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Dawn Teresa Parkot's Biography

 

 

 

    Dawn Teresa Parkot has been living with Athetoid Cerebral Palsy since birth. As a result, her physical movements and speech are severely impaired, but – thanks to her faith, determination, and two dedicated parents – her ability to overcome the limitations of her disabilities has been astounding.

   When Dawn was a baby, her parents were told that she would never be more than a mindless vegetable and would be lucky to survive until five. Doctors said the best thing for them would be to put her in an institution and go on with their lives. Her amazing Mom and Dad, Kathryn and Sean, ignored the advice and made sure that Dawn received both the right therapies and a good education.

   Dawn is now in her thirties and a truly accomplished woman, but that didn’t happen without overcoming other major challenges. In 1979, she came down with Juvenile Rheumatoid Arthritis which left her with serious hip and back damage. Nine years later, at 16, her wheelchair hydroplaned off a cliff, causing spinal cord trauma, more brain injury and leaving her legally blind.

   None of this has stopped Dawn from doing what she loves. She was a girl scout for ten years and received the Silver Award. She was an equestrienne on the Para New Jersey State team and served as an alternate for the 1991 Para-Olympic team that competed in Spain. She has traveled the U.S and visited Holland and London.

   At Morristown High School in New Jersey, she graduated third in her class of 376 able-bodied students. As a National Honor Society member, she won the Blonstein Award. Yale, the University of Notre Dame, and Seton Hall University wanted her to attend their schools, but Dawn chose Notre Dame. There she was the first student with multiple-disabilities in the history of the university. At Notre Dame, she was on her own just like any other college student. She did it all: majored in mathematics, founded her dormitory’s literary magazine, went to all of the home football games, held summer jobs, participated in the planning of social events and dated. Her fellow students founded an award in her name to be given to future students who succeed in life despite unthinkable odds.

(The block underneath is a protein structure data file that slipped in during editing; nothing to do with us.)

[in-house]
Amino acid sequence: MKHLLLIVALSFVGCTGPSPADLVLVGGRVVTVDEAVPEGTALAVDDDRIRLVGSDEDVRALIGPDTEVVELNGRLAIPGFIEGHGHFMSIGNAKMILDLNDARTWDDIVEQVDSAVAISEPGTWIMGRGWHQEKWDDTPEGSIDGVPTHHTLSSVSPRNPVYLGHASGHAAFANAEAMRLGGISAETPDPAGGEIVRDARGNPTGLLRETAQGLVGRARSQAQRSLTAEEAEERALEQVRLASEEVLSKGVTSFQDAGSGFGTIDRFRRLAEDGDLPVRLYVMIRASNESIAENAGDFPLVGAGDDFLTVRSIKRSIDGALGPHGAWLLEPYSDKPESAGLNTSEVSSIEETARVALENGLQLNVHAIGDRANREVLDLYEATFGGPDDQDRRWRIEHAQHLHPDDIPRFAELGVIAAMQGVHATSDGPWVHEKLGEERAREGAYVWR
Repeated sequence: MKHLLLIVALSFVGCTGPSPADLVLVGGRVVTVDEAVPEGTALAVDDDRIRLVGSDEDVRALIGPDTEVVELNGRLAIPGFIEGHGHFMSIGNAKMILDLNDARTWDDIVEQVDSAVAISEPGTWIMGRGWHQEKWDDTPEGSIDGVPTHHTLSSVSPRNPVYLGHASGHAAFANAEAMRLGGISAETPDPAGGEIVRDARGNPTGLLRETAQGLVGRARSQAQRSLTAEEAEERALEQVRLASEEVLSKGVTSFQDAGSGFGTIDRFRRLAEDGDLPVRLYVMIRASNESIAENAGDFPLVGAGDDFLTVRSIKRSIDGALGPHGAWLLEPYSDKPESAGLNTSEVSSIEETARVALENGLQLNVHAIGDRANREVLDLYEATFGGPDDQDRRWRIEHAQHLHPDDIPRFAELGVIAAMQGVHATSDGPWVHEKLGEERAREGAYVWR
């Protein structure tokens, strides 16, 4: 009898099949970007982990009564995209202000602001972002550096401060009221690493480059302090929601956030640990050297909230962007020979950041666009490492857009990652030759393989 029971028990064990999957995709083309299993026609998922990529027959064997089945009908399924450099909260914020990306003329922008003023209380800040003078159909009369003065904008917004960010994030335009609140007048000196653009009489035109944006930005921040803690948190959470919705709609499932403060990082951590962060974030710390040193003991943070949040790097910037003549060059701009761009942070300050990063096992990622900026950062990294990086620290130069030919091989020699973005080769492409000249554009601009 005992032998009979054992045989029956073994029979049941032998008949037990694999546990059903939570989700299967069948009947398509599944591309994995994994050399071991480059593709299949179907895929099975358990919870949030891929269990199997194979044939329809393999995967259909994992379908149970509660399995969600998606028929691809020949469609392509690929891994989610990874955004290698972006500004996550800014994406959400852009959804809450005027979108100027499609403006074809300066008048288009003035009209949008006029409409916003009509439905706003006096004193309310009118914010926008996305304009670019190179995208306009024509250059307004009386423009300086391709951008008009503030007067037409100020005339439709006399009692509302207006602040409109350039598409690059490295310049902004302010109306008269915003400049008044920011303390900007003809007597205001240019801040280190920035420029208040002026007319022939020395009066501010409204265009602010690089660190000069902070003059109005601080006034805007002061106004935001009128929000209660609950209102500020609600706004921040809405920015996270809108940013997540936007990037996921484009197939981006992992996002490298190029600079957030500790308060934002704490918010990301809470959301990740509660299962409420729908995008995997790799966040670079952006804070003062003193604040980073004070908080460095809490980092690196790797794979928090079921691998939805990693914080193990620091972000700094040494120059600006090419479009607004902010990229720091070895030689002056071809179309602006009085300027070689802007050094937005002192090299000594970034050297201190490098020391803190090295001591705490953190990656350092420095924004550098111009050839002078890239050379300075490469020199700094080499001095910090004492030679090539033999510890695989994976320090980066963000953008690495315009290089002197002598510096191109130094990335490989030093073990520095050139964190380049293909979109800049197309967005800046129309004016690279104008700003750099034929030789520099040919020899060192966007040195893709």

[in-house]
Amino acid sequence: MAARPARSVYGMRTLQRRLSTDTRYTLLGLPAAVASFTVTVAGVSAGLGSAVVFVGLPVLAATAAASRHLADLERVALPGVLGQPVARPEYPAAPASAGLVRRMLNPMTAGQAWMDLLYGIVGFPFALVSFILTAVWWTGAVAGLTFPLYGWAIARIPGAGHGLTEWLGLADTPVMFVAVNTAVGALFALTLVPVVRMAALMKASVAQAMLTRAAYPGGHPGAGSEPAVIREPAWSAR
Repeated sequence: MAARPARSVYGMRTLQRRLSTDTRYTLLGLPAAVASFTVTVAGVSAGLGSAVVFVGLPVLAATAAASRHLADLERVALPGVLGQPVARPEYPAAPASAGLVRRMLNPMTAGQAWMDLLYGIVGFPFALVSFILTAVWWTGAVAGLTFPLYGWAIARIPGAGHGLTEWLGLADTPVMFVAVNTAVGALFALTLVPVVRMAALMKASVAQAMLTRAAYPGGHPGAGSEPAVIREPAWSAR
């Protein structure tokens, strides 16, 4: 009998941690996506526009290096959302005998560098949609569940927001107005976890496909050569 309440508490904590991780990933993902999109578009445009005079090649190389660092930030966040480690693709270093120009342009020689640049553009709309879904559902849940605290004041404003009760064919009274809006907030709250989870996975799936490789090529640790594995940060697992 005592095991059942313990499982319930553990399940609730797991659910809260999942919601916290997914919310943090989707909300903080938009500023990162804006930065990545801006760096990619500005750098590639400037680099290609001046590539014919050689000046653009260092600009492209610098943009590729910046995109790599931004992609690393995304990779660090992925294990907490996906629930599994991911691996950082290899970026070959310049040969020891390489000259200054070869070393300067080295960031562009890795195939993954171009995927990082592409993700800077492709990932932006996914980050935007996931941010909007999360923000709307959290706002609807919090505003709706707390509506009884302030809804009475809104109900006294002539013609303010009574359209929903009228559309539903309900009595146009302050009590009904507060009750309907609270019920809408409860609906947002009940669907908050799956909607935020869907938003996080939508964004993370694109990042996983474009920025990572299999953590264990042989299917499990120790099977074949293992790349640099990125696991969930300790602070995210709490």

When she started at Notre Dame, there were only ten disabled students, including people with diabetes and asthma. In 1995, Notre Dame renovated an older building to house their expanding Office of the Students with Disabilities in order to better serve the university’s many students with various disabilities.

   Dawn graduated cum laude in four years. In the summer of 1995, she joined the Computer Science and Engineering graduate program at Notre Dame and again became the first disabled student in the program. In May of 2000, she graduated magna cum laude with a Masters Degree in Computer Science and Engineering. Then she went to worked for Network Design Tools Inc. in Eatontown, New Jersey as a Telecommunications Network software tester. She lost that job in December, 2001, as a result of 9/11. (See her resume for more details about her position and other full-time work that she had.)

   While studying at Notre Dame, she became the first Ms. Wheelchair New Jersey winner with a speech disability.  The Ms. Wheelchair New Jersey Program is part of the Ms. Wheelchair America organization.

   During her Ms. Wheelchair New Jersey reign (1999-2000), she discovered her love of public speaking. She has spoken in front of countless children, (disabled and non-disabled), many local area leaders, CEOs of major companies, college students, and in front of stars. (See the Speaking Experiene link and the work history link for more details about her public speaking career and her work Experiene.)

  Dawn has led a successful personal life, too. She has been proposed to by three men. But, she turned both of them down for reasons unrelated to her disabilities. Indeed, she seems determined to redefine the word disability.